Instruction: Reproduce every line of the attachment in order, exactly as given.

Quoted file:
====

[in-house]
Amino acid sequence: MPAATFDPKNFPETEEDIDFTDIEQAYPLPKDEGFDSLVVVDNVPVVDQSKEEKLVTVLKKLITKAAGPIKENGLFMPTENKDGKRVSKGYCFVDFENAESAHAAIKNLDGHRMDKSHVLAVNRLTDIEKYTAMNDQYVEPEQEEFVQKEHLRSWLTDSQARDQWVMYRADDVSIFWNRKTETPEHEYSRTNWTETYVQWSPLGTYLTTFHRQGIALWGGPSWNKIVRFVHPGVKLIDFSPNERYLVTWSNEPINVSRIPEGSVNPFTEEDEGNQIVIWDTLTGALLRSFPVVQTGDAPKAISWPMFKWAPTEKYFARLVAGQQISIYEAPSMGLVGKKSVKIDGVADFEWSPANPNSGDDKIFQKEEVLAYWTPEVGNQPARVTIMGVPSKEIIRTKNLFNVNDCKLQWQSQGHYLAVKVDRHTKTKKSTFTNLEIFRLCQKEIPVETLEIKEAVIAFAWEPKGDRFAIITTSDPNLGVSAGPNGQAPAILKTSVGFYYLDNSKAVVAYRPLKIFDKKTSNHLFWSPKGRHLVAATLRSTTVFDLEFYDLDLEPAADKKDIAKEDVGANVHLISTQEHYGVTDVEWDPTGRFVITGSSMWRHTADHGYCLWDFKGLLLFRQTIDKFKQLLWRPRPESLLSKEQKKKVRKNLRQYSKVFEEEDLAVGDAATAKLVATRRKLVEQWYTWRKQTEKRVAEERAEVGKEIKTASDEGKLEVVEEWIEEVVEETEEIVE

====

[in-house]
Amino acid sequence: MPAATFDPKNFPETEEDIDFTDIEQAYPLPKDEGFDSLVVVDNVPVVDQSKEEKLVTVLKKLITKAAGPIKENGLFMPTENKDGKRVSKGYCFVDFENAESAHAAIKNLDGHRMDKSHVLAVNRLTDIEKYTAMNDQYVEPEQEEFVQKEHLRSWLTDSQARDQWVMYRADDVSIFWNRKTETPEHEYSRTNWTETYVQWSPLGTYLTTFHRQGIALWGGPSWNKIVRFVHPGVKLIDFSPNERYLVTWSNEPINVSRIPEGSVNPFTEEDEGNQIVIWDTLTGALLRSFPVVQTGDAPKAISWPMFKWAPTEKYFARLVAGQQISIYEAPSMGLVGKKSVKIDGVADFEWSPANPNSGDDKIFQKEEVLAYWTPEVGNQPARVTIMGVPSKEIIRTKNLFNVNDCKLQWQSQGHYLAVKVDRHTKTKKSTFTNLEIFRLCQKEIPVETLEIKEAVIAFAWEPKGDRFAIITTSDPNLGVSAGPNGQAPAILKTSVGFYYLDNSKAVVAYRPLKIFDKKTSNHLFWSPKGRHLVAATLRSTTVFDLEFYDLDLEPAADKKDIAKEDVGANVHLISTQEHYGVTDVEWDPTGRFVITGSSMWRHTADHGYCLWDFKGLLLFRQTIDKFKQLLWRPRPESLLSKEQKKKVRKNLRQYSKVFEEEDLAVGDAATAKLVATRRKLVEQWYTWRKQTEKRVAEERAEVGKEIKTASDEGKLEVVEEWIEEVVEETEEIVE